Working I usually keep few Windows open for quick distruction (blogs and news), it helps to return to the drawing or spec writing with a fresh eye.

I prefer to read short stories in a morning, swaying with the tide in the subway car. One or two lean ones usually last for 55-min commute. Keeps me concentrated and starts my day on a certain note, connected to the story's atmosphere.

With luxury of more time I cook up something with more calories, more flesh on the bones, with sauce and salad on the side - story, but not short (in Russian literature there is a canon form, povest', which is bigger than short story but much smaller than traditional novel - something about 60 to 100 pages)

And when I'm on vacation, I'd rather have one heavyweight companion than 5 grasshoppers.

Of course, there are exceptions to the rule (Rule? I hate rules; I change with the wind).
I spend the night before last, finishing Imre Kertezc "Fateless", not sure am I crying over those last chilly pages or is it just 4 in the morning-tiredness...


Posted by: Tatyana on January 28, 2005 11:36 PM



Apologies,
Rodney Welch. Sorry.

Posted by: Tatyana on January 28, 2005 11:37 PM



"What noirs are faves of yours, by the way? I'm always eager to explore new ones. I wonder if we differ a bit where plotting goes. I see plotting as being as potentially expressive as any other element in a book."

Michael, after reading this blog for over a year, I get the impression there's nothing I could recommend that you won't know backwards.

There are some interesting European versions of noir in translation though, which alter the emphasis while paying tribute to Hammet and Chandler.

Jean-Claude Izzo is thoroughly good stuff - very atmospheric; mostly set in Marseilles (a French LA? - pushing it a bit, but there are similarities). There's a brief profile of him here.

San Antonio (French) brings a sort of zany humour to his detective novels, driven chiefly by his untranslatable argot, but still good reading in English.

I also enjoy Scerbanenco - (Ukrainian/Italian) for his use of plain language - I think he was a great fan of the American writers and inherited that aspect of their style. There's not much in translation, but I did find this.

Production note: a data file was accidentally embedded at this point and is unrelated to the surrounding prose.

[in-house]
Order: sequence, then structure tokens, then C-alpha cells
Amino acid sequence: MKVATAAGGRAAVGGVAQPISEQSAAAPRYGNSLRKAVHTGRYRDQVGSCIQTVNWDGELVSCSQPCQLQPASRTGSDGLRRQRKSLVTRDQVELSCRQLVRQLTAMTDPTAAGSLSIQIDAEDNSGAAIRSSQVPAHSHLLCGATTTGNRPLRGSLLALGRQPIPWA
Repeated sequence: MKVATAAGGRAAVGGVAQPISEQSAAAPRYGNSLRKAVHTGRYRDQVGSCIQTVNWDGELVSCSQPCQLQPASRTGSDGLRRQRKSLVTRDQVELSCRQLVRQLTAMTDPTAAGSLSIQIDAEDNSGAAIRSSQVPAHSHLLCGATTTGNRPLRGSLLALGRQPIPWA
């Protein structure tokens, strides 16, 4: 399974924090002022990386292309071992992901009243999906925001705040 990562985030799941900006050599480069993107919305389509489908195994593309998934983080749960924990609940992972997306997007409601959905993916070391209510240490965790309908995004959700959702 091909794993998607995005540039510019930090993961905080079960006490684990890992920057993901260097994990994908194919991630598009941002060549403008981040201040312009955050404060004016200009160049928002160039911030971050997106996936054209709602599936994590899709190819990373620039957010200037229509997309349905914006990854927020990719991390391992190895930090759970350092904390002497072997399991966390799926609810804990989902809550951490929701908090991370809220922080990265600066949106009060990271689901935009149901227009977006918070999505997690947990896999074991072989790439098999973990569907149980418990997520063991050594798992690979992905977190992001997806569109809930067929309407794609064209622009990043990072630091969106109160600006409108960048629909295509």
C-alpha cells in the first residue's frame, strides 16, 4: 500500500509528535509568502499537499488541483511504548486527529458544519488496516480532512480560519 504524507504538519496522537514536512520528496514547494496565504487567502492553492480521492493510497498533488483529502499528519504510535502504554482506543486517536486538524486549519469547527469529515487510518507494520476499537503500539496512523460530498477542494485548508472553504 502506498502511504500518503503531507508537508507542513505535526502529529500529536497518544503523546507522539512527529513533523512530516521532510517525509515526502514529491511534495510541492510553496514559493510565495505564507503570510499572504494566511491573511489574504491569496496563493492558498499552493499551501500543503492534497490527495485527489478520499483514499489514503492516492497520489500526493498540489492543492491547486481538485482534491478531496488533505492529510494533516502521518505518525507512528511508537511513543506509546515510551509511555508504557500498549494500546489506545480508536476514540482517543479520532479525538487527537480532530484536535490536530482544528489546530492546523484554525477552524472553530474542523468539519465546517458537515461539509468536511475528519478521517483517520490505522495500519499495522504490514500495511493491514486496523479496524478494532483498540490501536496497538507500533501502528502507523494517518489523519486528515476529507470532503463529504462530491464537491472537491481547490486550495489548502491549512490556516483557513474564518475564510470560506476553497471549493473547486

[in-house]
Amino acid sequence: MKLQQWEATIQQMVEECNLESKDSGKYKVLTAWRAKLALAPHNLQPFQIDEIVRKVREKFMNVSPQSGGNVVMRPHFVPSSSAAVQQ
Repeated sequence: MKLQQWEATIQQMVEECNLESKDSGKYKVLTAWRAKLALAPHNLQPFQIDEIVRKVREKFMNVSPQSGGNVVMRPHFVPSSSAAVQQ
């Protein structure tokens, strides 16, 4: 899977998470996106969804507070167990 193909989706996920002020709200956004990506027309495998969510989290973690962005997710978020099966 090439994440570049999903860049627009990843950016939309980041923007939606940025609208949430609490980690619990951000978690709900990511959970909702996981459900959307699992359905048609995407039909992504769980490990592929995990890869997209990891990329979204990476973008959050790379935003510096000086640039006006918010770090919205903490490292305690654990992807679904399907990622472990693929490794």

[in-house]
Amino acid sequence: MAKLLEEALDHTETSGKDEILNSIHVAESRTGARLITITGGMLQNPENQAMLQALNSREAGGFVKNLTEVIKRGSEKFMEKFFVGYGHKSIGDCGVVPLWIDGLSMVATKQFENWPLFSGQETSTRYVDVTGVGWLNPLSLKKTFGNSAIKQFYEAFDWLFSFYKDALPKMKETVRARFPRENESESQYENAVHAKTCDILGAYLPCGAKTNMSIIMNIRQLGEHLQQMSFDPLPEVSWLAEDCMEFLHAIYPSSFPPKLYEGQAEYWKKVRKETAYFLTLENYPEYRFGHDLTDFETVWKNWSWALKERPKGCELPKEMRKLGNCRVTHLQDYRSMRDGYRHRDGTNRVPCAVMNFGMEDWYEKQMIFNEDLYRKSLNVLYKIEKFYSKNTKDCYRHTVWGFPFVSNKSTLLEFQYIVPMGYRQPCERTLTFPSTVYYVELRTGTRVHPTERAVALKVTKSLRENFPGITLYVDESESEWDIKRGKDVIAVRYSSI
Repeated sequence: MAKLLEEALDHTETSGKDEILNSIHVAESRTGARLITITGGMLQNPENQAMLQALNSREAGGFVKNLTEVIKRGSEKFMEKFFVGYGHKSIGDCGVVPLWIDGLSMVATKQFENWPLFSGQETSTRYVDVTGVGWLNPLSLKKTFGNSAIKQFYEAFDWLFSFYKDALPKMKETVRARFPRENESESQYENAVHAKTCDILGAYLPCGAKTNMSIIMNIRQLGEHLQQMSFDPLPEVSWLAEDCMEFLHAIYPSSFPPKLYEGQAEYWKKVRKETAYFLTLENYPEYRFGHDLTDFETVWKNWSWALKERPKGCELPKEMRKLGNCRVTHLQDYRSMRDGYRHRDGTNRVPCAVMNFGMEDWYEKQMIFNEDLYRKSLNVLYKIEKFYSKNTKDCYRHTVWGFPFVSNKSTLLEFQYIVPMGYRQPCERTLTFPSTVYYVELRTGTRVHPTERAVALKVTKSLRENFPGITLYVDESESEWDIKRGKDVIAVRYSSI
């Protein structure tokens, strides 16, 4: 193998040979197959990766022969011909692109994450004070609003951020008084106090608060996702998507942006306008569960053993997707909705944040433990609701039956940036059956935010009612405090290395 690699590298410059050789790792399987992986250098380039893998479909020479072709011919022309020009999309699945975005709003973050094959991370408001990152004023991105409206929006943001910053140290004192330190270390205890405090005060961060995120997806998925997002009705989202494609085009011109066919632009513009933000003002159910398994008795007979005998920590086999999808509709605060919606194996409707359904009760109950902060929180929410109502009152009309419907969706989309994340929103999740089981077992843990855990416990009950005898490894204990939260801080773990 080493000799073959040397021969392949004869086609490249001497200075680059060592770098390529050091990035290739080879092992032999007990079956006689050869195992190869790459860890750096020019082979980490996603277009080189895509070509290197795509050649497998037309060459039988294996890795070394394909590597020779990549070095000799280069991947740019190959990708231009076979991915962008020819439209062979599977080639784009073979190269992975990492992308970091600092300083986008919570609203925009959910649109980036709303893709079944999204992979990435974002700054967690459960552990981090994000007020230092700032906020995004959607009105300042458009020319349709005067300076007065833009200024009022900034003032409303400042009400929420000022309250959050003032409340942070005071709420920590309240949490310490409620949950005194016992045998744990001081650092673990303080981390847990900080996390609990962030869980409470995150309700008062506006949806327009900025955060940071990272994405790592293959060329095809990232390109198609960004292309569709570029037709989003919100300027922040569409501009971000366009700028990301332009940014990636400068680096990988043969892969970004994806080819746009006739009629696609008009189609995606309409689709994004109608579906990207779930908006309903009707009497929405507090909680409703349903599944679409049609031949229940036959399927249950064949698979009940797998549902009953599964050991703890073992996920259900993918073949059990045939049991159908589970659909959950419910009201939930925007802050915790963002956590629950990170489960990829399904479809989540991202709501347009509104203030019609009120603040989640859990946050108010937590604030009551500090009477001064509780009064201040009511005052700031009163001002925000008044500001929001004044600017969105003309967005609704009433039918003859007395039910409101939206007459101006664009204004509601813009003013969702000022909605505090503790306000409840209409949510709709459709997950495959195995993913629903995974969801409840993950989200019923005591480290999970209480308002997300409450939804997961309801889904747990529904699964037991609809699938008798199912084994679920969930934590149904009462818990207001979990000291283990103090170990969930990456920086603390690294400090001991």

Simenon's Maigret I expect you've heard of and read. And for a left field straightahead crime thriller with chaotic humour, a cast of thousands, epileptic dogs, and a beleaguered hero who nevertheless manages to keep hold of his curvaceous and fearless girlfriend, Pennac's your man.

Of all these names, I'd recommend Pennac most, even if he's not strictly noir (too much good humour). He's on Amazon here.

Michael, your comments about plotting are right, of course. I was thinking of the times when writers get tripped up by their own plots, or make them so complex as to be impossible to follow. I'm not discounting plot as the thing that drives a story; in fact I'd agree with your commenters that a lot of modern fiction has "lost the plot". But I'd be interested to hear your take on how plot can contribute more than just the motive power of a story, if you get the time to blog about it.

Goodness, I go on - almost nineteenth-century verboseness.

Regards,

Posted by: DaveVH on January 29, 2005 03:39 AM



Great comments. Thanks to Michael for the kind words, and kudos to Mr Welch. I wish I still had that kind of stamina!

Derek, I powered through Moby Dick in four days as an undergrad. I did almost nothing but read, but I was also aided by a set of prescribed 'skips' the professor gave my class: if it had to do with slicing up giant sea mammals, we didn't have to read it. I wish I still had his exact page-by-page guidelines to forward to you -- the book (which is quite amazing) made perfect sense without all those whaling logistics.